FORTE House, College Degrees and Maslow’s Hierarchy: Our Conversation with Regina Diamond-Rodriguez
Updated: 44 minutes ago
Before the winter holidays, we spent some time with Regina Diamond-Rodriguez, who was there at the “birth” of FORTE House and has supported its progress right through to today. Regina is currently the Mountainview Community Director of Transition for Rutgers University. Below are excerpts from the conversation.
I met Tia [Ryans] when I was overseeing a course in which Tia was enrolled at Rutgers-Newark; it was focused on the barriers that re-entry [following incarceration] brings to the college experience. Students, working in groups, had to design an improvement within a current system or structure, or create something new to minimize these barriers.
In class discussions, housing emerged as a glaring need. There’s a lack of affordable housing across the state, but it’s especially acute for those in re-entry. Limits, restrictions—for example, more than two people on parole are typically not permitted to live together unless there is a pre-approved housing arrangement, like FORTE House. Even if there isn’t a “box” on the application form asking if you’ve been convicted of a crime, landlords can ask for credit history, or information on your last place of residence. Unless you can live with family, it’s very challenging to secure housing, and a lack of housing makes succeeding in college almost impossible.
Tia’s group took that on with the design of FORTE House. They had different ideas about budgets, the kind of programming to include, so it wasn’t exactly like the current FORTE House, and they didn’t have that name for it. But it was definitely the structure and framework.
Toward the end of the course, we have each group present to an audience of people who are interested in the same focus area—professors, leaders of nonprofits, sometimes people in local government. And members of the audience ask questions, suggest further direction, and they’re always supportive. But the response to Tia’s group proposal—and she was clearly the leader—was more, “Let’s bring this to fruition.” I don’t remember ever seeing the kind of response she received.
Tia invited others in the group to work with her on making it happen, but no one else chose to continue working on the project. They may have had other things they wanted to pursue, or they didn’t want to invest the time and hard work in a concept that wasn’t yet proven. So Tia said, “Fine, I’ll do it on my own.” It’s taken some time, but Tia has put every ounce of herself, all of her blood, sweat and tears, into making it happen. She went on to win an award through RU- Flourishing as seed money to move the project forward.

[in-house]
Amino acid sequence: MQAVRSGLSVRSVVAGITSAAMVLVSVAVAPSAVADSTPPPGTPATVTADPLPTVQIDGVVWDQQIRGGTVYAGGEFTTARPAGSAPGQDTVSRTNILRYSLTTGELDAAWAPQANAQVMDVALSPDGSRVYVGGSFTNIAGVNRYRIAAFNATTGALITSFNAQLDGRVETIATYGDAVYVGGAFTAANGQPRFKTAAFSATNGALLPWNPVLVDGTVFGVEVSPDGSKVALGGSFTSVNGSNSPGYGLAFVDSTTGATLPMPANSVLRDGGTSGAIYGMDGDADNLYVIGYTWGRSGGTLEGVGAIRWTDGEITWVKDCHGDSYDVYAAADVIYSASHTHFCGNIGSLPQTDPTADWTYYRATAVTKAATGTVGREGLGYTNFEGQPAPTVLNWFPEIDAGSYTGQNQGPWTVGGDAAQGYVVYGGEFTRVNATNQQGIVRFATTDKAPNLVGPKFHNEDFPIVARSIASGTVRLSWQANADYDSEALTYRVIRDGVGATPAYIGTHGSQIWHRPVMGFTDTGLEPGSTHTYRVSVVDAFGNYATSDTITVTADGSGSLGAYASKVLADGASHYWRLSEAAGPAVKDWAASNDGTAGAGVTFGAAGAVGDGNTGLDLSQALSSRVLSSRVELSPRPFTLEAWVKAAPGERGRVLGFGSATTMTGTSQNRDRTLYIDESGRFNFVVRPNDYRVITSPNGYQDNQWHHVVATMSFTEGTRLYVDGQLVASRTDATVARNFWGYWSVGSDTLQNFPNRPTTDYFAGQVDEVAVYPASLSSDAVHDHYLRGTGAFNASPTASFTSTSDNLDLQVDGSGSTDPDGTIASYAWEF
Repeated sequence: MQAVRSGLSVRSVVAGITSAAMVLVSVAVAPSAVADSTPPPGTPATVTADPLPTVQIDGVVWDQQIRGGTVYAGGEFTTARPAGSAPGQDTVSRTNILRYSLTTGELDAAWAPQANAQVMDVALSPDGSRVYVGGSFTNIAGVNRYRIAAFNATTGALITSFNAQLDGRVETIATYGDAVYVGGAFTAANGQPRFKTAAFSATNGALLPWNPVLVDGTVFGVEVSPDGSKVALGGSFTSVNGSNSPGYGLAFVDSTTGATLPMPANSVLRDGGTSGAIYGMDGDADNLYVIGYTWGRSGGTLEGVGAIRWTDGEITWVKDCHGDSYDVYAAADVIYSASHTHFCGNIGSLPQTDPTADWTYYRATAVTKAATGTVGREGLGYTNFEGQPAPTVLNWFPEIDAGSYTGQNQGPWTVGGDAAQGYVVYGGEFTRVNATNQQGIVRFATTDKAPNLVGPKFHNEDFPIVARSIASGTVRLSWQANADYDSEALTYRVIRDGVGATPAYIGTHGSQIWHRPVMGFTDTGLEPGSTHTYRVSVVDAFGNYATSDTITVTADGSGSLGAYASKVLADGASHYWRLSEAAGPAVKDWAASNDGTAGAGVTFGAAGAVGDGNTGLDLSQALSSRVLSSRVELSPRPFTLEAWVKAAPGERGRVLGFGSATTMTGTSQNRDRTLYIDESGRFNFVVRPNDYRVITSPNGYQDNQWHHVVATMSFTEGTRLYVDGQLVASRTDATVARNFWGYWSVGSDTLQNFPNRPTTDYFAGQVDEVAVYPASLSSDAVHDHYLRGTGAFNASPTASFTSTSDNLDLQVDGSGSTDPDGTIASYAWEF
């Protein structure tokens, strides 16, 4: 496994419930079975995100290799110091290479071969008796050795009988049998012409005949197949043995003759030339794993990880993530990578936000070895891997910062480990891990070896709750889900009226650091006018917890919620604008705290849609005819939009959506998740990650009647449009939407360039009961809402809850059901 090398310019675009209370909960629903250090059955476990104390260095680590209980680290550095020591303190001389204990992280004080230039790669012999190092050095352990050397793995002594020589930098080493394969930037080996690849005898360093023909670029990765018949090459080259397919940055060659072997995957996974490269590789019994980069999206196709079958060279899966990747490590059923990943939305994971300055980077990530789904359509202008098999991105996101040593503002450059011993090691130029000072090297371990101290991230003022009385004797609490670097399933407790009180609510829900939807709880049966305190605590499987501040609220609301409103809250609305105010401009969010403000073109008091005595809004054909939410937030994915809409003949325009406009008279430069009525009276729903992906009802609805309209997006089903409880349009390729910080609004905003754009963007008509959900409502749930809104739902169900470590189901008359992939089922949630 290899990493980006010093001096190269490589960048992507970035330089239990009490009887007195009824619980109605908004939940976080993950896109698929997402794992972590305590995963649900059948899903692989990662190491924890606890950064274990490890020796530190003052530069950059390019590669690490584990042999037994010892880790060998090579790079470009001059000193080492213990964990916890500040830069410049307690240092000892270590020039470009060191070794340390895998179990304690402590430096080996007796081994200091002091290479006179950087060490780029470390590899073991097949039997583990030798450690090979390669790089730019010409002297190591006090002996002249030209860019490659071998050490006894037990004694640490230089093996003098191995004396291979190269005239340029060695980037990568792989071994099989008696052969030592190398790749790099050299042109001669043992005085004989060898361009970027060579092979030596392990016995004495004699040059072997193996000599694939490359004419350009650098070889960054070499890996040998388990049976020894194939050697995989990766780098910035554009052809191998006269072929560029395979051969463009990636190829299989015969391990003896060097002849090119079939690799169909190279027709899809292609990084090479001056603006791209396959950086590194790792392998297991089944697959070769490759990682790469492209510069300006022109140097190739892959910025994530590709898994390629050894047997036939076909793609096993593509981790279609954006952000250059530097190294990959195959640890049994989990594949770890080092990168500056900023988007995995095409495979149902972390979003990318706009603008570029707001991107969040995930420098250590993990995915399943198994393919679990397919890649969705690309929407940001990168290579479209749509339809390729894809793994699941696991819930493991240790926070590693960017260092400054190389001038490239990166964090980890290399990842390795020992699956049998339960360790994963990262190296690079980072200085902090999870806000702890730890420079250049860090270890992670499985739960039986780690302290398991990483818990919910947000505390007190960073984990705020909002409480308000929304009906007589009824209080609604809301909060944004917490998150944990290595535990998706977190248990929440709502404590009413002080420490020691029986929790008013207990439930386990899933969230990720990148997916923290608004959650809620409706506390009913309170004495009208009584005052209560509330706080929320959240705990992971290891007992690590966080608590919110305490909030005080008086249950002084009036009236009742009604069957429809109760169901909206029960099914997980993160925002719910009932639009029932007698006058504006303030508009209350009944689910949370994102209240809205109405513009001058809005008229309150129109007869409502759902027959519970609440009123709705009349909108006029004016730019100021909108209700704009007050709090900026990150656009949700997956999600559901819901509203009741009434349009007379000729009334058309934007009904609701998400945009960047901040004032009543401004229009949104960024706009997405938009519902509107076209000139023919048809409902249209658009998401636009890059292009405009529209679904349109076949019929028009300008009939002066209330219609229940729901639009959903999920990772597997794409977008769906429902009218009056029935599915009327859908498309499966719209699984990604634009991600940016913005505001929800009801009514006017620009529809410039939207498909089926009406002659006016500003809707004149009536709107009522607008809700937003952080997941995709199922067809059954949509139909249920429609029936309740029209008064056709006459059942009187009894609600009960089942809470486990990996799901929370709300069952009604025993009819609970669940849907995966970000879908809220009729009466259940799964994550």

Tia called me in May, around the time of the opening, to let me know she was accepting referrals. Now, people are on the waiting list.
I can’t tell you how much of a relief it is for someone to have that kind of security. It’s not only affordable housing, it’s also the support the residents can get. Like tutoring, which our students really need now that they can’t get onto campus for help.
That’s a key thing to know: FORTE House isn’t just housing. Many people, especially those who’ve been incarcerated for a long time, are released with no reliable network of support. Family members have moved or died; some people have children who’ve grown up and hardly know them. And the world has changed, too: technology is the obvious example but there are cultural changes, sometimes the landscape of the neighborhood has changed. It is hard to navigate all that.
Our students typically begin their course work inside, and they transition to one of the colleges or universities—like Rutgers—to complete their degrees. I know from our data that students don’t make it if they don’t embrace a community mind, and community interaction. That’s what we try to create within the campus, and what FORTE House is providing too.
Some students don’t want to be identified with a community based on the shared experience of prison. They want to “do it on their own.” These are the people who don’t graduate, and most of them cannot get permanent jobs. That’s about 20% to 30% of our students. The people who participate in supportive re-entry programs offered through the school and through organizations like FORTE House—they’re the 80% who complete their degrees and either find employment or enroll in graduate school. The other 20%, those who isolate, typically re-incarcerate.
FORTE House builds social support through community. In fact, it operates very much like a family home. You have a group of people sharing space, having to get along, negotiate responsibilities like chores, and respect each other. They have a shared past experience that binds them. And they get the social support in the House that’s essential to successful re-entry.
I think about it in terms of Maslow’s Hierarchy: At the bottom, you have basic needs like food and water, and the ability to sleep—which relates to shelter. Once those needs are met, humans need safety, and then above that is, belonging, and so on. And at the top is self-actualization. What FORTE House does is take care of those basic needs—shelter, food, and the next level of safety—and then moves up into areas like belonging. That allows students to fulfill higher needs, like self-esteem and, finally self-actualization. It allows people to reach their full potential.
I would love to see it grow. Right now, it’s serving 10 people, but this is a replicable model that works. FORTE House is filling a huge need; it provides a linear path for people going through re-entry to complete their education and move on to employment and a fulfilling life. It provides critical re-entry support. I’d like to see it move to other states next. It needs to grow.